Saint Francis is said to have once told his followers, ‘Preach the gospel, and if necessary, use words.’ In other words, people are more likely to see what we believe in what we do rather than believe us because of what we say..

The widely known ‘Prayer of Saint Francis’ has also been attributed to Saint Francis:

Lord, make me an instrument of your peace;
where there is hatred, let me sow love;
where there is injury, pardon;
where there is discord, union;
where there is doubt, faith;
where there is despair, hope;
where there is darkness, light;
and where there is sadness, joy.

O Divine Master,
grant that I may not so much seek to be consoled, as to console;
to be understood, as to understand;
to be loved, as to love;
for it is in giving that we receive,
it is in pardoning that we are pardoned,
and it is in dying that we are born to eternal life. Amen.

The cloisters in the ruins of the Franciscan friary in Askeaton, Co Limerick (Photograph: Patrick Comerford)

Saint Francis celebrated God’s creation, and his most famous poem is his ‘Canticle of the Sun.’ He also organised the first Crib to celebrate Christmas.

He was 44 when he died on the evening of 3 October 1226. By then, his order had spread throughout western Christendom.

A mediaeval carved image of Saint Francis of Assisi in the cloisters in the ruins of the Franciscan friary in Askeaton, Co Limerick (Photograph: Patrick Comerford)

Collect (Common Worship):

O God, you ever delight to reveal yourself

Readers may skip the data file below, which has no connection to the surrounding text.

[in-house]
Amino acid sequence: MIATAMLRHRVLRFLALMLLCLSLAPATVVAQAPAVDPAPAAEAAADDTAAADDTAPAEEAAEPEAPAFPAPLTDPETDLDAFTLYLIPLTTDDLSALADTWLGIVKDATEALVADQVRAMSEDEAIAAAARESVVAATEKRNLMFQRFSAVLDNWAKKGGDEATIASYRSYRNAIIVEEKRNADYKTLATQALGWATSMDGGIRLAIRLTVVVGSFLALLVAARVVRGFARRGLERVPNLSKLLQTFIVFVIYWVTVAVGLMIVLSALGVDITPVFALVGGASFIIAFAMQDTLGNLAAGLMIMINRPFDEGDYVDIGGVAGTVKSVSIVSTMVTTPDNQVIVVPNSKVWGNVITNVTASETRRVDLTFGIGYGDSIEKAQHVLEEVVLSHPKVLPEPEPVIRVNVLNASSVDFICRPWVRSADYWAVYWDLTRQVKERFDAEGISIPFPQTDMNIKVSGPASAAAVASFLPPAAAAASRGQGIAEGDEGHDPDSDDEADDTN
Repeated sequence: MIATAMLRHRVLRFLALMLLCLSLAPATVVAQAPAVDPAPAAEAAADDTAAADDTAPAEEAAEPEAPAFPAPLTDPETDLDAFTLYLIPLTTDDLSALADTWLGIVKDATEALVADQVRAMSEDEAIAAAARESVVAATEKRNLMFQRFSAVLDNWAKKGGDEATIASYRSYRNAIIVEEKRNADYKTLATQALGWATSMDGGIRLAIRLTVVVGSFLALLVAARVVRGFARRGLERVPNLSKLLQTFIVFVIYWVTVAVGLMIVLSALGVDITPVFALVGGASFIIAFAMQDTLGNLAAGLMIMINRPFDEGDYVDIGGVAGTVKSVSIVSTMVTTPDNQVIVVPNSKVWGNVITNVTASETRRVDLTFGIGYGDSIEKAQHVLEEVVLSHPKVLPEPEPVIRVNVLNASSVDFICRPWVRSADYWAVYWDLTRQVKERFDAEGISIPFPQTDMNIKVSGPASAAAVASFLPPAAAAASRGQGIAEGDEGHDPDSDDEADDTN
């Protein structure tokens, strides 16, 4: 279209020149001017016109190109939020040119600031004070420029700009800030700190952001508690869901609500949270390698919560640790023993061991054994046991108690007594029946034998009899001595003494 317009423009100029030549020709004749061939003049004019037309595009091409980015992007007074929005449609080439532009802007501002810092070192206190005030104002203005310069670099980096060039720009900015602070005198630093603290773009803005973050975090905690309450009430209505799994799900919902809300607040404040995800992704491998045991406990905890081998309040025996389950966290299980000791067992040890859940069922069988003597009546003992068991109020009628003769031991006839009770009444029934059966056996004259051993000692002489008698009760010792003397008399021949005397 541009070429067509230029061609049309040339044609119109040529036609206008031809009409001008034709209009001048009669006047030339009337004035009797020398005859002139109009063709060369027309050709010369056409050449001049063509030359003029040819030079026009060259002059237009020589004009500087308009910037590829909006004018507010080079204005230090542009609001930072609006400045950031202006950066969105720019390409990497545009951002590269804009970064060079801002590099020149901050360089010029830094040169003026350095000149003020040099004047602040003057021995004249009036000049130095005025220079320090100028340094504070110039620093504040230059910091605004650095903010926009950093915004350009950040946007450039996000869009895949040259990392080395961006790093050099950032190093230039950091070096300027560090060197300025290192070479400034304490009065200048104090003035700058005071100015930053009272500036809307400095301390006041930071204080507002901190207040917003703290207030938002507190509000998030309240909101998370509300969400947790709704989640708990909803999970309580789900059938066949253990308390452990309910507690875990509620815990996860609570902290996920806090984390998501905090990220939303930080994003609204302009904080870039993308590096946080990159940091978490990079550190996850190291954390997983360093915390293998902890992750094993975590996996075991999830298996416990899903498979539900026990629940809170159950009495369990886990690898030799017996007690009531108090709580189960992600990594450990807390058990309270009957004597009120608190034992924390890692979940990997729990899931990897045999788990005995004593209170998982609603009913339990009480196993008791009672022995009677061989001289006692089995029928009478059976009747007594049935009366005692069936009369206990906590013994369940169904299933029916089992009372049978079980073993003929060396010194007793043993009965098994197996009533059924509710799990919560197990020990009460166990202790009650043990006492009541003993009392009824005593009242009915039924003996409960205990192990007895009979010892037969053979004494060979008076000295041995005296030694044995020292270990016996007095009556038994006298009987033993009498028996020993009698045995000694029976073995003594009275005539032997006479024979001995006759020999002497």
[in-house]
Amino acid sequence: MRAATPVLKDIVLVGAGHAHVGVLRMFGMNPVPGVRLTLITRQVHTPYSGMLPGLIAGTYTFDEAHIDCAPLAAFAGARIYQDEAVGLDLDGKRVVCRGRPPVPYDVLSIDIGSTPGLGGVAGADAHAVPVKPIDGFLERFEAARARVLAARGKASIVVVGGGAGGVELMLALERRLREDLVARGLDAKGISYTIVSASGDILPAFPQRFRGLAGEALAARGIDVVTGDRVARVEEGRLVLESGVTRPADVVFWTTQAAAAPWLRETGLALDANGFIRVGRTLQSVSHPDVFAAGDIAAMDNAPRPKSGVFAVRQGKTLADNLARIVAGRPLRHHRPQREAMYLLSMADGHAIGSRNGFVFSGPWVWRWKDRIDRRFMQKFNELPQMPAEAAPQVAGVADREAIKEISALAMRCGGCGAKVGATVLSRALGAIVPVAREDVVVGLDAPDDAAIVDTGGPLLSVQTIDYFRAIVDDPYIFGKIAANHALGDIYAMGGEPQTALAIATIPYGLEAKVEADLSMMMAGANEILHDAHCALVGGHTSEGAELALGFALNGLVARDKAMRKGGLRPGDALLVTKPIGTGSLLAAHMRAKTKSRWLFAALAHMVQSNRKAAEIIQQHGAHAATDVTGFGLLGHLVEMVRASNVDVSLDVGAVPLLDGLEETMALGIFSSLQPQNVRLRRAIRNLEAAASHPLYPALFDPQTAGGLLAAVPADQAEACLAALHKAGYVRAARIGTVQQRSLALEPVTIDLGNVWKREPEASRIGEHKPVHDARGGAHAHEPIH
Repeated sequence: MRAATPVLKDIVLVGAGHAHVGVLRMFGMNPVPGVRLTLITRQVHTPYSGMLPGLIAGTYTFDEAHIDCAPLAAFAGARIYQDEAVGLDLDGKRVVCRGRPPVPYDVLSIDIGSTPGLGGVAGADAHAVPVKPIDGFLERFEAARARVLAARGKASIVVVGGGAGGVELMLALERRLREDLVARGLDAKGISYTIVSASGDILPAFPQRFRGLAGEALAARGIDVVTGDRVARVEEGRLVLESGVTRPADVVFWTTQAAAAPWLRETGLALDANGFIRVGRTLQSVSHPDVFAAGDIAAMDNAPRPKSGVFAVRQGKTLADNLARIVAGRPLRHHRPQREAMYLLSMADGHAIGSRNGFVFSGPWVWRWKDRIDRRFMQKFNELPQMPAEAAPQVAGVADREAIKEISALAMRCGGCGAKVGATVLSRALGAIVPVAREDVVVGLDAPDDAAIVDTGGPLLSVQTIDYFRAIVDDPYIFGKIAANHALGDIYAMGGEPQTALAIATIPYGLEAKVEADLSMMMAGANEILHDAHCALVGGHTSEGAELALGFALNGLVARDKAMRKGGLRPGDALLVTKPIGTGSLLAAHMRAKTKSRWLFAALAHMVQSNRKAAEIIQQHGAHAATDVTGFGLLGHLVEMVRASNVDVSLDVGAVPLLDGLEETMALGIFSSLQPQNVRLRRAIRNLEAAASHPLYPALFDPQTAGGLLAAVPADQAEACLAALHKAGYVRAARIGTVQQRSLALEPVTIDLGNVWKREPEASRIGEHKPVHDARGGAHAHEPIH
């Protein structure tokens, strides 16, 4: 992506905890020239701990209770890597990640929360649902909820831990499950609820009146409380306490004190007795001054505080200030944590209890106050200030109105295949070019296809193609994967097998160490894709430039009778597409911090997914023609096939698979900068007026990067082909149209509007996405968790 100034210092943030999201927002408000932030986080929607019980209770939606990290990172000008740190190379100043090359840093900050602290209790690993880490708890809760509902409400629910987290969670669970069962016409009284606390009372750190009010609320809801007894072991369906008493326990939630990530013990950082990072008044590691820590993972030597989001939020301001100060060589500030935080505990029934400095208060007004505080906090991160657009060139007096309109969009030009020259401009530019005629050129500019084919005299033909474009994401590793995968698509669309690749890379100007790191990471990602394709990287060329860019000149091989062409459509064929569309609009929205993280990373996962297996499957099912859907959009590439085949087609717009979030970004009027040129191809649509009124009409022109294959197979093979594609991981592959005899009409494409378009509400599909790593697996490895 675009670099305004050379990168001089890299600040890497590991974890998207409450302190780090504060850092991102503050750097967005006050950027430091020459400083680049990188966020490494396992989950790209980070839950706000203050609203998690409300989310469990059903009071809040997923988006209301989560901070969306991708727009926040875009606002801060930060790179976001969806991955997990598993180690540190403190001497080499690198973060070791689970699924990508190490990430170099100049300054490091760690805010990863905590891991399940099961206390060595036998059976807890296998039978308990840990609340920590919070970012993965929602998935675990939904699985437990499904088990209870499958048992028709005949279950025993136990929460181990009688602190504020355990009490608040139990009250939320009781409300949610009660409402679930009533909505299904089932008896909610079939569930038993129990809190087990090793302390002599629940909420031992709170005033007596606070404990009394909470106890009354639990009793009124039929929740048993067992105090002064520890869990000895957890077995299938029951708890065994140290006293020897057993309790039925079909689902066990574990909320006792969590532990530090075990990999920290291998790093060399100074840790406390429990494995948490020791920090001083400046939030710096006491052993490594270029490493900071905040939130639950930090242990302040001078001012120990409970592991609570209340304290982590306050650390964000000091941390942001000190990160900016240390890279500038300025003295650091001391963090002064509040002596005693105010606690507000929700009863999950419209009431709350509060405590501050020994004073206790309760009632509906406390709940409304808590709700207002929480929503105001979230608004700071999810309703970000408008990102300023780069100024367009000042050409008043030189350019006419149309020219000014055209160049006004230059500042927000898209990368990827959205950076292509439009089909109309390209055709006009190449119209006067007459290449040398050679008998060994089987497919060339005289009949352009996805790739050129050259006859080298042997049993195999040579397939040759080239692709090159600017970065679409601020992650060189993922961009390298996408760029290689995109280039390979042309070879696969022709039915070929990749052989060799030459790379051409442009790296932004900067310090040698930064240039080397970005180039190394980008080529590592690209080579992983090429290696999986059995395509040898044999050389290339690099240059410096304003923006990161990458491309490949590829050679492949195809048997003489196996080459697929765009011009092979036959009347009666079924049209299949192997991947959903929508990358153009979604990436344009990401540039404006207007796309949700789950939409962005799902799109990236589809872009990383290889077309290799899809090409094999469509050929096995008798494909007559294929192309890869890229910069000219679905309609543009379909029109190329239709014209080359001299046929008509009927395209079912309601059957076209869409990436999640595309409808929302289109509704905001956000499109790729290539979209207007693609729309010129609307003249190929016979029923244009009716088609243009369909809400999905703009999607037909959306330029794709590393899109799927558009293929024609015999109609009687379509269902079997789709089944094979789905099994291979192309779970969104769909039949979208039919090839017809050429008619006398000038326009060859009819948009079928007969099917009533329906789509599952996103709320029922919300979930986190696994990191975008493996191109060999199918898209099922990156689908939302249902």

to the childlike and lowly of heart:
grant that, following the example of the blessed Francis,
we may count the wisdom of this world as foolishness
and know only Jesus Christ and him crucified,
who is alive and reigns with you,
in the unity of the Holy Spirit,
one God, now and for ever. Amen.

Lights in the chapel at Gormanston, Co Meath (Photograph: Patrick Comerford)

These notes were prepared for a reflection at assembly in Rathkeale No 2 National School, Rathkeale, Co Limerick, on 3 September 2018

The Chiesa di San Francesco was built in San Marino by the Franciscans in 1351-1400 (Photograph: Patrick Comerford)

Charleville has a rich
architectural heritage
from the Victorian era

The Imperial House on Main Street … a fading legacy of a once-elegant Victorian hotel in Charleville, Co Cork (Photograph: Patrick Comerford, 2018)

Patrick Comerford

Charleville is a busy market town in North Cork, close to the border of Co Cork and Co Limerick, in the rich farming expanse known as the Golden Vale.